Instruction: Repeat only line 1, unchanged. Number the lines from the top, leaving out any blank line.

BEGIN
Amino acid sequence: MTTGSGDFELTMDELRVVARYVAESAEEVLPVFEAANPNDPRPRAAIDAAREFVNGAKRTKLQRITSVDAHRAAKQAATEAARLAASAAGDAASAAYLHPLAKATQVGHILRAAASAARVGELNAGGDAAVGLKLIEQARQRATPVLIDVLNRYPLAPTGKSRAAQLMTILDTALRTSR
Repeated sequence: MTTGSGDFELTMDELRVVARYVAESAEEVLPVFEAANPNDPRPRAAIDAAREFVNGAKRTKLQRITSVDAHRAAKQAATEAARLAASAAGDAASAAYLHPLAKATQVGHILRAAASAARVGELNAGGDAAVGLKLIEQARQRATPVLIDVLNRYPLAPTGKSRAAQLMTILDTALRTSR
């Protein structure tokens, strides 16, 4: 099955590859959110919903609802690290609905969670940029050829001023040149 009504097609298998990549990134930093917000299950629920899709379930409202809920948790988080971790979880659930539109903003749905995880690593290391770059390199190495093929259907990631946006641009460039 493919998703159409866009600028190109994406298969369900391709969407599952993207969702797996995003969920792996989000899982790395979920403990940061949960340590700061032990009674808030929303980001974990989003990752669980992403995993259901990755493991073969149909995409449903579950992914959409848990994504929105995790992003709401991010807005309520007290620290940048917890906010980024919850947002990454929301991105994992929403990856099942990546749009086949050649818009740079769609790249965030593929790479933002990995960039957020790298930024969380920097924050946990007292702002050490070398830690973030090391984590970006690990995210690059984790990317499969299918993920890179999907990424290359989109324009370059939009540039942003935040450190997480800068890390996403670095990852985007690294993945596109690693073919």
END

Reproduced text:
Amino acid sequence: MTTGSGDFELTMDELRVVARYVAESAEEVLPVFEAANPNDPRPRAAIDAAREFVNGAKRTKLQRITSVDAHRAAKQAATEAARLAASAAGDAASAAYLHPLAKATQVGHILRAAASAARVGELNAGGDAAVGLKLIEQARQRATPVLIDVLNRYPLAPTGKSRAAQLMTILDTALRTSR